Aunt Shirley


And His disciples asked Him, “Rabbi, who sinned, this man or his parents, that he would be born blind?”
(John 9:2 NASB)
Jesus answered, “It was neither that this man sinned, nor his parents; but it was so that the works of God might be displayed in him.
(John 9:3 NASB)
Therefore some of the Pharisees were saying, “This man is not from God, because He does not keep the Sabbath.” But others were saying, “How can a man who is a sinner perform such signs?” And there was a division among them.
(John 9:16 NASB)
And he said, “Lord, I believe.” And he worshiped Him.
(John 9:38 NASB)



Jesus confronted a man who had been born blind. The people of his day were certain that the blindness was a form of punishment from God. Surely the man himself, or his parents had done something deserving of this man's blindness. Jesus came to bring good news to those who had been born with afflictions. The afflictions were not a result of their sin, or anyone else's sin -- they were not a punishment. Instead they were opportunities in which God could be glorified. Sadly, the religious leaders of the day could not see it that way. They continued to see the man born blind as a sinner and they saw his healing as a sin as well, for he was healed on the Sabbath. In their anger they could not see that the Messiah was standing before them and they sent him away. While the religious men could not believe, this man went away with sight, and a transformed life. He believed -- and he worshiped the Messiah.



My dad had a sister by the name of Shirley. She was born in a parsonage on the prairies of Nebraska during the great depression. From the time she was born the family knew there was something different about Shirley. Shirley had Down's Syndrome and apparently, as is not uncommon, this was accompanied by a heart defect. There was no health care available when Shirley was born and it was simply remembered that she was a "blue baby" -- not breathing for an extensive period of time at her birth, but she survived! The result was that not only did Shirley have Down's, but she had extensive additional brain damage from the extended period of time without oxygen. Shirley would never be able to speak, feed or clothe herself. She was in constant need of care 24/7, and the doctors said she would not live very long.

My grandparents loved all of their children and cared for them each, giving them all the attention that they could. For all of their lives they served in the ministry in Nebraska, building one church after another across the State. Grandma was a very talented and attractive woman actively involved in all she could do in the ministry and community, but when Shirley came into her life many things changed. Well-meaning family members accused her of some kind of hidden sin or else should would not have had this child. She and her husband's days became consumed with caring for this "broken" baby.

Eventually life took on a rhythm which included caring for Shirley. The religious relatives never did understand what my Grandparents had done to deserve the punishment of Shirley and Grandma always felt a bit ostracized. But they did not allow the opinions of others to affect the way they saw Shirley. Shirley was a child of God. Shirley was a gift from God. Shirley was theirs to love and to care for as long as she was with them. Shirley had not sinned and nor had her parents sinned -- she was simply a girl with Down's Syndrome, born into a home that would show her love and affection.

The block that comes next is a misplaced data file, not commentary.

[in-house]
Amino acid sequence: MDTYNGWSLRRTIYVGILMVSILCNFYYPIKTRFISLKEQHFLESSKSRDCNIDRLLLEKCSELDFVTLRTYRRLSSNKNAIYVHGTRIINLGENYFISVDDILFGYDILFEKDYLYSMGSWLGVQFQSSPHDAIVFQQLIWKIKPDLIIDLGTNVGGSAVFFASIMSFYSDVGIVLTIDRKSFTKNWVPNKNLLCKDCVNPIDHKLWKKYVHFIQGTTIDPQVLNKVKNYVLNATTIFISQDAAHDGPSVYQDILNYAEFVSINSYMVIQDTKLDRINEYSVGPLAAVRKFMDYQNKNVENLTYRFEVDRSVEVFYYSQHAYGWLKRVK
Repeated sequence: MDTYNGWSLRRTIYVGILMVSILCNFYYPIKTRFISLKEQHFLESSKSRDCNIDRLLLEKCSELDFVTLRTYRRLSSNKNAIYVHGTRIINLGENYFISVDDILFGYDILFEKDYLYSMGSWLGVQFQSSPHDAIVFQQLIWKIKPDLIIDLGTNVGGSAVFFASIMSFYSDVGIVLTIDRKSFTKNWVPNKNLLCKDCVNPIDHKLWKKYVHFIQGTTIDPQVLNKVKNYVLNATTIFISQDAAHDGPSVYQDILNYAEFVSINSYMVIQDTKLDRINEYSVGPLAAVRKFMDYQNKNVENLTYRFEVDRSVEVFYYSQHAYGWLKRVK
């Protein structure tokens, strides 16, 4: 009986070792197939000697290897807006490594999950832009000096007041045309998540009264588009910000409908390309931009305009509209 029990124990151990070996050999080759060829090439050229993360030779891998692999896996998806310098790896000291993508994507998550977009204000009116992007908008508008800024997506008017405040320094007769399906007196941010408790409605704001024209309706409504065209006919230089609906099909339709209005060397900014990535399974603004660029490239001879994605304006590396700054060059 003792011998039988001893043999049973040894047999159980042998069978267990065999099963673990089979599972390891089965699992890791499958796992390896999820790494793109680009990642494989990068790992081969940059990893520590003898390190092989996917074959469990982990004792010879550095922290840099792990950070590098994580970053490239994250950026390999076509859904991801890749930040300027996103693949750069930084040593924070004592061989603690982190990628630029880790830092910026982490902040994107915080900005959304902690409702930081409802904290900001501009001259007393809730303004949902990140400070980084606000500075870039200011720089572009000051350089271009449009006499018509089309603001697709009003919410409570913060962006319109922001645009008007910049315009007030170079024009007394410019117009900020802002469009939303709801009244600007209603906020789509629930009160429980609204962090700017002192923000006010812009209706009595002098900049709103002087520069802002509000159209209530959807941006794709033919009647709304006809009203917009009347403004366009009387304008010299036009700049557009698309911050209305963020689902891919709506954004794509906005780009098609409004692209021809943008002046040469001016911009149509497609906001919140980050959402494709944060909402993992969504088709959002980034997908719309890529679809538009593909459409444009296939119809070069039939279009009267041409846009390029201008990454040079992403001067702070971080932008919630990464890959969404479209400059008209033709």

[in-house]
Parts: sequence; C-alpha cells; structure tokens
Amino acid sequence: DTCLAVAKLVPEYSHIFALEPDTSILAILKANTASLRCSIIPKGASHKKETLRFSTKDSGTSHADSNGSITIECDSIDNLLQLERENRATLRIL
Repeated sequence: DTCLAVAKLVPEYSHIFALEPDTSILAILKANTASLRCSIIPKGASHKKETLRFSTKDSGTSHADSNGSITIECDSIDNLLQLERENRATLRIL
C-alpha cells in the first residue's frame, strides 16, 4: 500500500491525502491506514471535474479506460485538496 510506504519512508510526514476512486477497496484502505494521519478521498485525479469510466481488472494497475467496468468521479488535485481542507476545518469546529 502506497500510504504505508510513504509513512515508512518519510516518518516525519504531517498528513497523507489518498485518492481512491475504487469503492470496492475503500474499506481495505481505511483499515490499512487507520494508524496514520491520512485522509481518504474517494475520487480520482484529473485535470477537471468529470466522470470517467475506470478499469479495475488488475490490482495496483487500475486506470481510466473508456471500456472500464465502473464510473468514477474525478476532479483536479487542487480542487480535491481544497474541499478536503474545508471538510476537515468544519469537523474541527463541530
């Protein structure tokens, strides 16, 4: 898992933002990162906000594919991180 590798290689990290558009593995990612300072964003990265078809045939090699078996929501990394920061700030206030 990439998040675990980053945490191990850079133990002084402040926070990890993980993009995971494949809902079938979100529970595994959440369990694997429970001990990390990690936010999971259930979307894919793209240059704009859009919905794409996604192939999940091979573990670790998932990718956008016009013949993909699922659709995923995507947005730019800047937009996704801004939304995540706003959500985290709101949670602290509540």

Against all odds Shirley remained physically healthy and outlived her parents, living well into her 50's. Why? Because her parents didn't give up on her and God didn't give up on her. My dad was there at her bedside when she went home to be with Jesus. He said that a glow came over her body that night and all of a sudden she looked "normal" -- as if she had been completely healed in that moment of death. He knew that she was now set free from the pains of this life and was whole and complete in heaven, and enjoying fellowship with a father and mother who did all that they could to love and care for her.

Life was made difficult for my grandparents, not because they had Aunt Shirley, but because of the reaction of those around them. Instead of coming in and helping them out with Shirley, the relatives stayed away. Instead of being a support -- people found a way to be critical. Often we look at the religious leaders of Jesus' time and we are critical of them, wondering how they could have behaved the way they did. Did they not see what was before them? But maybe we're not seeing what's before us. Maybe we are reacting in ways that we shouldn't to situations which surround us. Maybe some of us have a Shirley in our families -- someone who is broken by no fault of their own -- and we react -- and we punish by our actions. The one who was broken was the one who said, "I believe." At the end of the day he is the one who is saved, not the religious leaders. May God have mercy on us! I know he did on Aunt Shirley.



Lord, thank you for your love and patience with us. Please, help me to love the world around me the way that you love. Amen.


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